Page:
yennai arindhaalThe only reason either Kaaka Kaaka or Vettaiyadu Vilayadu worked was because they had villains who were actually vile. There was meticulous reason behind their crimes. They were passionate creatures. In Yennai Arindhaal, Arun Vijay does a good job as Victor but Victor is easily the worst villain in Menon’s films. He is a caricature bad guy, the kind we no longer have to assuage ourselves with. He is a straightforward bad guy who has got 6 pack abs and wears shirts strategically to show them off, well frankly two or maybe three buttons undone. There is no real danger in Victor’s moves. He is a simple villain and at no point could I really find him challenging the hero at his own game and using intelligence. Yes, there is a moment where it looks like he could outdo the hero but it comes at the expense of a movie filled with inept cops and a hero’s mistake. It is pretty common to make a cop film in India where everyone apart from the top cop is gullible, stupid and deserves no place in a police force. Gautham Menon resorts to the same means as well. He has done it before in his earlier films and he keeps up with the same farce here as well.

The relationship between Sathyadev and Isha (Anikha Surendran) is the little growth for the hero that Menon writes. There’s a beautiful scene where Ajith brings Thenmozhi (Anusha Shetty) home to safeguard her from Victor and his men and he asks Isha’s permission before letting her stay. And shyly dismissing him to have even thought of her asking her such a question, she lets them in. It is a beautiful father-daughter relationship that Menon creates and the kind of small things that engaged me in a movie which was otherwise not just predictable but filled with simple and easy cop-villain revenge business.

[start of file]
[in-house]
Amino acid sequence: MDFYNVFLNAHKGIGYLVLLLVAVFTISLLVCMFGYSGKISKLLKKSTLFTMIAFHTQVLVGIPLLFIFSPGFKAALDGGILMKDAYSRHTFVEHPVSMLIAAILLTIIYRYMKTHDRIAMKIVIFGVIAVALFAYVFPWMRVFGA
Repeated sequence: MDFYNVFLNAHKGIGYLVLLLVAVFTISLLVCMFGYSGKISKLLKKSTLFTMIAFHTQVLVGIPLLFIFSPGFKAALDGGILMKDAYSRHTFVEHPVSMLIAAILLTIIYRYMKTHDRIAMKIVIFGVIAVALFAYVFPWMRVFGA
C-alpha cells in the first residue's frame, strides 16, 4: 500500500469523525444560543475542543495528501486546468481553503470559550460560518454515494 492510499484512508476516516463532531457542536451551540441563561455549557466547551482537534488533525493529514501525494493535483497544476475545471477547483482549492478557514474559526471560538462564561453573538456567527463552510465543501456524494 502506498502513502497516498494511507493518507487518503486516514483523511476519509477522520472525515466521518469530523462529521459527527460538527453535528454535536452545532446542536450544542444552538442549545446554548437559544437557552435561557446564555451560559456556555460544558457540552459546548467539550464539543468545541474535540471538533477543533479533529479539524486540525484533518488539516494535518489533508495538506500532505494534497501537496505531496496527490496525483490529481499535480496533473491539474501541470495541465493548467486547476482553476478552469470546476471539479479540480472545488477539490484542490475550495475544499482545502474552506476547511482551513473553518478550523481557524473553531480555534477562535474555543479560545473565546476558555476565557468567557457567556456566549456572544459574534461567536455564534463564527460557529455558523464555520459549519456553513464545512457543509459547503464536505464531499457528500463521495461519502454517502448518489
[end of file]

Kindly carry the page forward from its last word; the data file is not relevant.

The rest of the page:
There’s nothing wrong with the general premise of Yennai Arindhaal. In fact, it has more going for it than any of Menon’s earlier films. It could have become an excellent entertainer provided there was some smarts to it. Who doesn’t like a revenge story within a revenge story? Oh yes, the first revenge is the very reason Sathyadev becomes a cop. The second is his desire to bring to justice the men who killed his lover/ would-be-wife. It also throws in a revenge angle for the villain. I mean, it seriously has potential to be something big in Menon’s world if it didn’t just rely on some good pacing and the absolutely great performance of Ajith. It feels hollow and silly with hardly any point in time where we get the rush of a cop story or revenge saga. Having a drawn out chase to show a cat and mouse game between the protagonist and antagonist would have worked had their been more urgency at stake. We never believe that there is any serious danger and that is why, even the solid sequences of roof top chases and wrist watch GPS tracking feel empty. It’s only the romance that works and it always works in a Menon film because his hero and heroine are damn likable (let’s just ignore Neethaane En Ponvasantham from consideration.)

I’ve seen comparisons of Gautham Menon’s usage of his typical tropes and world as a comparison with Mysskin. If anything, Menon deserves comparison with Hari or Perarusu for the usage of his tropes, only that his tropes are more civilized. They are unable to grow their oeuvre into more than what they started with, repeating the same mistakes and glorifying old successes, whereas Mysskin never creates the same world and story with different actors. If anything, they need script doctors and consultants who’ll help them become smarter filmmakers. I like Gautham Menon’s world. I wish he did more with it than just give us an unforgettable Ajith performance. If people are intent on calling this as the end of the Gautham Menon “cop trilogy”, then all he has managed is to bring Kaaka Kaaka and Vettaiyadu Vilayadu together with Ajith becoming more memorable than Surya and Kamal and add a father-daughter track to it with a dumbed down villain. That is a disappointment.